Canadian Courts have always been reluctant to intervene in arbitral decisions. Judicial intervention in an arbitration, either by way of a review or an appeal from the arbitral award, undermines the efficiency of the arbitration process. If parties could appeal or apply to set aside every arbitral decision with which they disagree, it would be more cost-effective to litigate their dispute in the Courts. For this reason, judges are usually only willing to intervene in an arbitration where the arbitrator’s decision raises a “true question of jurisdiction”.
The issue of what constitutes a “true question of jurisdiction” has plagued Canadian jurisprudence for some time. As recently as 2018, the Supreme Court of Canada in Canada (Human Rights Commission v. Canada (AG), 2018 SCC 31, noted that “true questions of jurisdiction” have been on “life support” and that the existence of this category of question has “long been doubted”.
A recent decision of the Ontario Superior Court, FCA Canada Inc. v. Reid-Lamontagne, 2019 ONSC 364, affirms that Canadian Courts will be unwilling to identify a true question of jurisdiction so as to intervene in an arbitral dispute and impose a less deferential standard of review to the arbitrator’s decision.
The Nature of the Dispute in FCA Canada
FCA Canada involved an application to the Superior Court by a car manufacturer (the “Manufacturer”) under section 46 of the Ontario Arbitration Act, 1991, S.O. 1991, c.17 to set aside the decision of an arbitrator made pursuant to the Canadian Motor Vehicle Arbitration Plan (“CAMVAP”).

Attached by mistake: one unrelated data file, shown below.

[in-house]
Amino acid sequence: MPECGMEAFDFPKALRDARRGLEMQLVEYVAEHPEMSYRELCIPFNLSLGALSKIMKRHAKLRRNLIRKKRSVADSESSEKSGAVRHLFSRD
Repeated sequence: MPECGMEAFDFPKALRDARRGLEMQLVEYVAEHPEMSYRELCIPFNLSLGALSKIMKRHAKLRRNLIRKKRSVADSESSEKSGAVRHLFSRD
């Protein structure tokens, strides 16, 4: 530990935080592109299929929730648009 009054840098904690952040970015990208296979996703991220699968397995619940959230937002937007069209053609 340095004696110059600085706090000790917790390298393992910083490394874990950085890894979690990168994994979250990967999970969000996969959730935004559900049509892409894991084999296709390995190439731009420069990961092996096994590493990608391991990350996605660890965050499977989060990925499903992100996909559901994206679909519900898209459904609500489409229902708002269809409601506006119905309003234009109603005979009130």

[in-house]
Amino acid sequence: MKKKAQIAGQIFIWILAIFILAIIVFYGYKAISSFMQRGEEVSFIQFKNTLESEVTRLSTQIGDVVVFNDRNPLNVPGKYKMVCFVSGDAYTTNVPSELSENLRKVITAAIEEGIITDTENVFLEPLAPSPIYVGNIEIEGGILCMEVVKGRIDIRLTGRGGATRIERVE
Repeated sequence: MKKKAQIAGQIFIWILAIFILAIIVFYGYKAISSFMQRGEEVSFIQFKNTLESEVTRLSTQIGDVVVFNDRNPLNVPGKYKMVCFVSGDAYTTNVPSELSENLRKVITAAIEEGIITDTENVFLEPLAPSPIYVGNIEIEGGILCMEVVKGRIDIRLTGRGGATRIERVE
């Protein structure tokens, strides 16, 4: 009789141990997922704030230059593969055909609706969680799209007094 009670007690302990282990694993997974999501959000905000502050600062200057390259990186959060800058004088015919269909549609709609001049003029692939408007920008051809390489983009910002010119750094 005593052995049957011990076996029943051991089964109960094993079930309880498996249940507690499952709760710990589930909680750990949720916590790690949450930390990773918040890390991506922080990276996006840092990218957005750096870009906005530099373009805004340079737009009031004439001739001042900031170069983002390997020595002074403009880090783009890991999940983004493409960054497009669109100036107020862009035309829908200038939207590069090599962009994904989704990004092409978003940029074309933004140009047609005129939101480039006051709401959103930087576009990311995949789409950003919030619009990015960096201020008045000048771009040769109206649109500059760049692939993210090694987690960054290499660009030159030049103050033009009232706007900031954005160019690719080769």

CAMVAP is an alternative dispute resolution process in which disputes between automobile owners and manufacturers are resolved through arbitration. The purpose of CAMVAP is to be an “inexpensive, expeditious alternative to the Courts that does not require consumers to have legal counsel”.
In this case, the manufacturer moved to set aside the arbitral decision on the basis that the arbitral award dealt with a decision that the Arbitration Agreement did not cover and that was beyond the Arbitration Agreement’s scope.
The dispute arose when the applicant, who purchased her vehicle through an authorized dealer of the manufacturer, experienced a number of problems with the vehicle. She commenced an arbitration under the CAMVAP process. The Arbitration Agreement between the parties provided that the parties could arbitrate disputes relating to “[a]llegations of a current defect in vehicle Assembly or Materials specific to Your Vehicle as delivered by the Manufacturer to an Authorized Dealer”.